What is missing, and this could be a good thing, is the multiplayer aspect. In Dead Space 2, it was introduced that human soldiers would go up against Necromorphs on varied maps. 4 VS 4 matches where Necromorphs would stop the human players from completing objectives. Teams would interchange 2 rounds between 1 game. It was not that great. So for Dead Space 3, it is noticeably absent and the only multiplayer aspect is 2 player co-operative play.
Isaac Clarke is joined by Sergeant John Carver. Carver is an EarthGov soldier who accompanies Isaac on his mission if you do co-op play. He is one without his own demons. Carver is a no-nonsense soldier, and he has the same attributes to Isaac, he has access to the same weapons but does have different suits available to him. But what players will come to understand other than the missions that is assigned to Isaac is there are co-op missions that Carver can do with Isaac, but only if he is present. If you play solo, no co-op missions are offered. What’s also interesting is if you play as Carver or Isaac, perspectives are different. If Carver can see something such as a hallucination, only he can see it and Isaac will see nothing, just see Carver losing his mind. The same is vice versa.
Dead Space 3 comes into presentation…almost like its predecessors. Mostly the colours that are used for space, traversing derelict ships are of a dark colour. When there is no light, which is 90% of the time, there is barely anything gratifying to really gawk at. But the vastness of space, the world of Tau Volantis make up for that. In the early stages of the campaign, players need to travel between derelict ships and the scene is just outside of the planet Tau Volantis, a desolate planet that is covered white in snow. You could compare it to the Star Wars planet of Hoth from the movie The Empire Strikes Back.
The level of detail to environments is quite impressive. Especially when you have to go through bulkhead doors. You can actually see the gears working and spewing out steam as they crank open. That’s a really nice touch. The suits that you can attain and the weapons, as hard as it is to see from a third perspective view, are detailed as well. They are not at all as the modern day weaponry as of course the Dead Space timeline is several hundred years into the future. But creating and modifying weapons at the bench looks impressive albeit it’s a little hard to get used to with the user interfaces and switching between the varied options of upgrading or adding attachments to weaponry.
Your enemies, which are the Necromorphs of course are more detailed and more grotesque as ever. Though invariably the models have changed, the animations for most of your enemies if you get into a close quarters button mashing escape scenario still remains the same. The babies that had tentacles from Dead Space 1 and 2 are not babies anymore, they’re something I cannot accurately describe, kinda look animalistic but either way animations are the same where Isaac pulls the tentacles out and drop kicks the creature. It’s brutal, but always gets a laugh out of me.
The suits that Isaac wears and can change into are very very detailed. Every little bit such as the visor changing when going into outer space to increasing armour points, it’s unbelievable the detail the suits have and it was one of the primary things I strived for in the franchise, to collect the suits I mean. Not only did they look cool and they were sleek, the upgrading of them was even better as they turned into something completely different if you maxed out on the upgrades.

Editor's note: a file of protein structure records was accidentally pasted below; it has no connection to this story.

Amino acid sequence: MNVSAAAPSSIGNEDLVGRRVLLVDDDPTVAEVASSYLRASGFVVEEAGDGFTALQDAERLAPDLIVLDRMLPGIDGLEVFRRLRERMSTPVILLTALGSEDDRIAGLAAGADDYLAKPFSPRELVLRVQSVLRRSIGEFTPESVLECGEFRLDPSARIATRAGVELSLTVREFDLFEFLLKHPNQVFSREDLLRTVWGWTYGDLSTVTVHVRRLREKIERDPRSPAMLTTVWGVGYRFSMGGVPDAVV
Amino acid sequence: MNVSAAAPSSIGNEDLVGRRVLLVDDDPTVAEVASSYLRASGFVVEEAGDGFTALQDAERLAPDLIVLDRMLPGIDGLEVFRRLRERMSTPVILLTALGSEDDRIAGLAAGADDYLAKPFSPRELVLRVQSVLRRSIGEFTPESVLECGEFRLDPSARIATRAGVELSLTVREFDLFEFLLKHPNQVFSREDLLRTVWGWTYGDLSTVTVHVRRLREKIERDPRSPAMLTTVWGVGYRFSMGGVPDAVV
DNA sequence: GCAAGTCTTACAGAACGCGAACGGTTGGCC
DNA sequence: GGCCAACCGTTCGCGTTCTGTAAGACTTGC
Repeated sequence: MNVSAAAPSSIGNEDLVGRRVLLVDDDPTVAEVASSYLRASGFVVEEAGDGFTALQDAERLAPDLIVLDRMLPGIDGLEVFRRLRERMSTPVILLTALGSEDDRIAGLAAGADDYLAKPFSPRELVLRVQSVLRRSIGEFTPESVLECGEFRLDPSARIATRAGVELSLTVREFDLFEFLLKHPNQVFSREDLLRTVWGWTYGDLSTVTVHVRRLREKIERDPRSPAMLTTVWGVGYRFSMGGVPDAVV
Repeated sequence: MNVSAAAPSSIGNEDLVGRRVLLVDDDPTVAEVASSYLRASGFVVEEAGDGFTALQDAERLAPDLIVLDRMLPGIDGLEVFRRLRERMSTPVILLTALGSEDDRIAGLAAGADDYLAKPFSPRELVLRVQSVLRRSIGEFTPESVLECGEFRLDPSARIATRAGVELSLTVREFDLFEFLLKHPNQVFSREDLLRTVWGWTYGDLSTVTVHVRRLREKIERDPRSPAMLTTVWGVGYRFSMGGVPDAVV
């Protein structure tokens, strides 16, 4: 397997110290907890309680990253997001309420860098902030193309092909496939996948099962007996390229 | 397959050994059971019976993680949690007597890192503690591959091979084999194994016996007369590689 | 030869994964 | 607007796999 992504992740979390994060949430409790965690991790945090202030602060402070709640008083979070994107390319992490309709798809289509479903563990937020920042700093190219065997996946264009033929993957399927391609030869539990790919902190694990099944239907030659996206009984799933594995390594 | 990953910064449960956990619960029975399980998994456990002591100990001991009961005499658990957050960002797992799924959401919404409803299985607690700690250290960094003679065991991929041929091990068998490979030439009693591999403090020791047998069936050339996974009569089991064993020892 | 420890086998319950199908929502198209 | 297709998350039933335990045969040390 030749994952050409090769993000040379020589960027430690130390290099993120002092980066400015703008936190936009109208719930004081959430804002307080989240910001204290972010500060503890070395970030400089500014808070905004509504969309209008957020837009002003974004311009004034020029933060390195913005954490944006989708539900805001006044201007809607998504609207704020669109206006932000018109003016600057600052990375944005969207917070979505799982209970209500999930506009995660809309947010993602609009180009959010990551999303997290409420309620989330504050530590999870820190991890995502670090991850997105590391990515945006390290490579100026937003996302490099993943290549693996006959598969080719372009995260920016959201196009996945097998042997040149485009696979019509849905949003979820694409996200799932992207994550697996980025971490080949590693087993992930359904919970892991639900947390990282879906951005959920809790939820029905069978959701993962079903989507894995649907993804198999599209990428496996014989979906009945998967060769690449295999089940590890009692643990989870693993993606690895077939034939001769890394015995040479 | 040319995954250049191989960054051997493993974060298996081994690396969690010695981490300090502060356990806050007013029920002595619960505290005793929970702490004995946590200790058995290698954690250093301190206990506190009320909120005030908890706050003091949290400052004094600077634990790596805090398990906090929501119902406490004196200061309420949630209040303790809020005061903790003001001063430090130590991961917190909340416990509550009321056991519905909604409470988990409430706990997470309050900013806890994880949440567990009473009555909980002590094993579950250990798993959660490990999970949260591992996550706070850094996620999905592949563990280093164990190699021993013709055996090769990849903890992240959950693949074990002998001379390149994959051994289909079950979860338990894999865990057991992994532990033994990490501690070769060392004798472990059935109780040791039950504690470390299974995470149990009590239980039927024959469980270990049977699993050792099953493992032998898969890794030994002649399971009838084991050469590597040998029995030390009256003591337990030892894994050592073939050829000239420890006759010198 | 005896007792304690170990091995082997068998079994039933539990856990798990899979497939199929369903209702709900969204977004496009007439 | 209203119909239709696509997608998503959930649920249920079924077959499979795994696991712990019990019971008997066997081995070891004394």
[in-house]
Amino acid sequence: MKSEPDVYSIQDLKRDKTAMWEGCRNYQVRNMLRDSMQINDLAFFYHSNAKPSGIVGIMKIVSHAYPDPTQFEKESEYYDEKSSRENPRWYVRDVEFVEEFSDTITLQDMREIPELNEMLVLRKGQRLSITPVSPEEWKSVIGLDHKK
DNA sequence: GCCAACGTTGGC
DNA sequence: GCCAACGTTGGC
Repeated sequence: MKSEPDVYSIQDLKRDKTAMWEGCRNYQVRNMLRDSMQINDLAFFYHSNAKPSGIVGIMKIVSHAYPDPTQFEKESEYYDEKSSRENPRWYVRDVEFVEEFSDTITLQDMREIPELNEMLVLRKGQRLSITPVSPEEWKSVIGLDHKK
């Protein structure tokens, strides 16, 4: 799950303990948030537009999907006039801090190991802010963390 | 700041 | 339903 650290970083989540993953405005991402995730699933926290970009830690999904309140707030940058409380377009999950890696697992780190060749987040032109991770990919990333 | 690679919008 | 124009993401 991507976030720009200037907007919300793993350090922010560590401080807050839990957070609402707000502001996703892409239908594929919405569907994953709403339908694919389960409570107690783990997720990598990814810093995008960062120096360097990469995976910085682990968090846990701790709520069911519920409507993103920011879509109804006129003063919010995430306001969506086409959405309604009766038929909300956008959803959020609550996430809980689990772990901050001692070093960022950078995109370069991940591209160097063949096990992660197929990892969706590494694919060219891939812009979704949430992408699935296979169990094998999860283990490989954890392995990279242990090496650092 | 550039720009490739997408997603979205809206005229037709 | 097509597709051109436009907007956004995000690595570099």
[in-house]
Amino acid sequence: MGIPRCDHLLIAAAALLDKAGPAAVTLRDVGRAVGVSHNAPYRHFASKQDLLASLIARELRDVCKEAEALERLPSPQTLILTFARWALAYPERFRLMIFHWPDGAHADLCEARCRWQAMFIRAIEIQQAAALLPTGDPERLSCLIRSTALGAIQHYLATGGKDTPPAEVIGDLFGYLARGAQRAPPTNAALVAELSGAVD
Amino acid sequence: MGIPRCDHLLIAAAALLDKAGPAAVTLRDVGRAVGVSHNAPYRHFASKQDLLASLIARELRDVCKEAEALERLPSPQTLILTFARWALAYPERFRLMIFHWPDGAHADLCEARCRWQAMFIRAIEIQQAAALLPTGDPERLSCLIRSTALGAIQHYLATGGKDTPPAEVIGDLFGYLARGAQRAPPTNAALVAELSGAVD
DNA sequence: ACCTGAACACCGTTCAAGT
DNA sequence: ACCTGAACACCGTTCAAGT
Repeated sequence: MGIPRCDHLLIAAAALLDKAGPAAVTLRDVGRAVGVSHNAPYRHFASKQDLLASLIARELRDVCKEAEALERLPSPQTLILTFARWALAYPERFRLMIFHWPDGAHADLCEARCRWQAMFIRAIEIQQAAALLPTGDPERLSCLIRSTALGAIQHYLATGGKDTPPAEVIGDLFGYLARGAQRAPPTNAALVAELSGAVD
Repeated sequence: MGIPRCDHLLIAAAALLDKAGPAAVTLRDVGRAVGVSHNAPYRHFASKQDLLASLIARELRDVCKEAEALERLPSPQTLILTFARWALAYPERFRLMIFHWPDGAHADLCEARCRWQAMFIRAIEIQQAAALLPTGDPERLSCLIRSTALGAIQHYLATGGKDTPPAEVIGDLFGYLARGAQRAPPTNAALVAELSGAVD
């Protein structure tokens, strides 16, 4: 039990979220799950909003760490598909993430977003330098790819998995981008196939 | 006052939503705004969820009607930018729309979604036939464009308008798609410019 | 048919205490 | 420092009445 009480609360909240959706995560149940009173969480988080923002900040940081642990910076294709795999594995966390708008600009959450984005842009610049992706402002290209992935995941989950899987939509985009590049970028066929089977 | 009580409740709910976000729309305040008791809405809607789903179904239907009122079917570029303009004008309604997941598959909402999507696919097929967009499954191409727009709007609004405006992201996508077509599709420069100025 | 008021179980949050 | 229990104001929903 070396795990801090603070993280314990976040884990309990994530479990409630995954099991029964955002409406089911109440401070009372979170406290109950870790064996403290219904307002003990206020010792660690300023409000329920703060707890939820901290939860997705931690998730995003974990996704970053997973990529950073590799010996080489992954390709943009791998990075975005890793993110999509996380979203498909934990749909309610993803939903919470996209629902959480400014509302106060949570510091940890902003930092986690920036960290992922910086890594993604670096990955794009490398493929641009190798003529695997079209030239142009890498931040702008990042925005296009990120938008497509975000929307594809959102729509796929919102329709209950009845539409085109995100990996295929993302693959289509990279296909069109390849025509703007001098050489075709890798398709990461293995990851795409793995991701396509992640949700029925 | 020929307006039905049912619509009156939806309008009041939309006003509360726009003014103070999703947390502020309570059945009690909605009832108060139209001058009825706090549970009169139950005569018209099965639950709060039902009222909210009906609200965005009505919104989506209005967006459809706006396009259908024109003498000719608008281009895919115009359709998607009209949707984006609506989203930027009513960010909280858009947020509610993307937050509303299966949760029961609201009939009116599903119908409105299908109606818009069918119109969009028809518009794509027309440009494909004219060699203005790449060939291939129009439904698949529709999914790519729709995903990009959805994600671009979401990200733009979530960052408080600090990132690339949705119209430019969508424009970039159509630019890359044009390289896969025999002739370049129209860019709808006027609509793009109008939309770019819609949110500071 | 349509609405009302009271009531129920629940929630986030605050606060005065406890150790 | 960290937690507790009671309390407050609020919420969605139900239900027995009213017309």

The cinematics for Dead Space 3 invoke more emotion, and they have levelled up on the quality than its past games. From the non-speaking Isaac Clarke from Dead Space 1 to the on the fly meetings of Dr. Stross and Ellie Langford, Clarke has so much more of an active role. He says what he needs to say, he says what he thinks at certain moments that really do just make him, the hero that was not to be in this situation. The voice acting and the dialogue has never been campy, it’s always been straight edged and quite serious, but a hint of very dark humour times. Dead Space 3 has continued that and though this is not a refreshing mention of it, it’s great to mention because it has continued to have great writing.
Accompanying the cinematics is the music, When enemies break vents to attack to the when the characters banter to each other, it does very well to make its point. Every situation has the right amount of music to further instil chills and goosebumps. Jason Graves and James Hannigan co-compose the music for Dead Space 3. Jason Graves has been in the Dead Space franchise from the beginning as he did the scores for Dead Space 1, 2 and Dead Space Extraction, James Hannigan comes in as a first timer but hails from works such as Runescape, Brute Force and Transformers Universe. Both men have collaborated great scores to show that fear is in the heart of a silent abyss such as space.
For what looks to be the last one for the franchise, the game certainly has come to a conclusion and it seems closure has been done as well. It’s a very mature and serious game, albeit there is dark humour involved. Veteran Dead Space players will feel right at home with this instalment as well as comfortable with the new game features. Though those that are new, this is a game that can be enjoyed as a standalone game, but as with any franchise, it does not hurt to experience its predecessors for the full story.
Get it. It’s just too hard to pass up for a franchise that still can provide scares and chills in a gaming world where fear isn’t widely adopted as opposed to action genre type games of today. We challenge you to play the game in the dark with headphones and moderately high sound. That should get your heart rate going.